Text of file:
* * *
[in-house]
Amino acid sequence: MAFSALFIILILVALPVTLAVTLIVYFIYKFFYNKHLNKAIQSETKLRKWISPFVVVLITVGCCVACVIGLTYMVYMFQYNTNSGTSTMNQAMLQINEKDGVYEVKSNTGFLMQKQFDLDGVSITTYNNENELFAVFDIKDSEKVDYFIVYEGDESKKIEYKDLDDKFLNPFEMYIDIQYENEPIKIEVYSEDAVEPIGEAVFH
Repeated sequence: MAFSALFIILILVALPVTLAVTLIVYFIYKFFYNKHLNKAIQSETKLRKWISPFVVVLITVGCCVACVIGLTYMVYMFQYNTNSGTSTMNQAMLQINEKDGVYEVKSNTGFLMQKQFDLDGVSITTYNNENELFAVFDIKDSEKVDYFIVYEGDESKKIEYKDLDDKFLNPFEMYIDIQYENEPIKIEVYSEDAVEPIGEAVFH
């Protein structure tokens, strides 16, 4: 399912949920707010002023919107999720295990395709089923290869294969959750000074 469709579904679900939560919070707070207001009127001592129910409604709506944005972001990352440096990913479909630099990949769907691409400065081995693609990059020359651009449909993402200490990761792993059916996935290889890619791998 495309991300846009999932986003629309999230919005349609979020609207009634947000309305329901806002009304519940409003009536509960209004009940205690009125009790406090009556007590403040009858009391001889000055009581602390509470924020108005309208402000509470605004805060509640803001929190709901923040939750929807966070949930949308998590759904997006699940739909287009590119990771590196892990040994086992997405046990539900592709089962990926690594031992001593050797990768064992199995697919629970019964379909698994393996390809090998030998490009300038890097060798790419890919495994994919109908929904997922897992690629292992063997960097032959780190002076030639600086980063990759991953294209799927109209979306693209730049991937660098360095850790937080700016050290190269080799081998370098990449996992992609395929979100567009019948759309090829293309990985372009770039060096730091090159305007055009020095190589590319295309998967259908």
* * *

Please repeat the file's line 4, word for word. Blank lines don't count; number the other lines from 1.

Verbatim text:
């Protein structure tokens, strides 16, 4: 399912949920707010002023919107999720295990395709089923290869294969959750000074 469709579904679900939560919070707070207001009127001592129910409604709506944005972001990352440096990913479909630099990949769907691409400065081995693609990059020359651009449909993402200490990761792993059916996935290889890619791998 495309991300846009999932986003629309999230919005349609979020609207009634947000309305329901806002009304519940409003009536509960209004009940205690009125009790406090009556007590403040009858009391001889000055009581602390509470924020108005309208402000509470605004805060509640803001929190709901923040939750929807966070949930949308998590759904997006699940739909287009590119990771590196892990040994086992997405046990539900592709089962990926690594031992001593050797990768064992199995697919629970019964379909698994393996390809090998030998490009300038890097060798790419890919495994994919109908929904997922897992690629292992063997960097032959780190002076030639600086980063990759991953294209799927109209979306693209730049991937660098360095850790937080700016050290190269080799081998370098990449996992992609395929979100567009019948759309090829293309990985372009770039060096730091090159305007055009020095190589590319295309998967259908």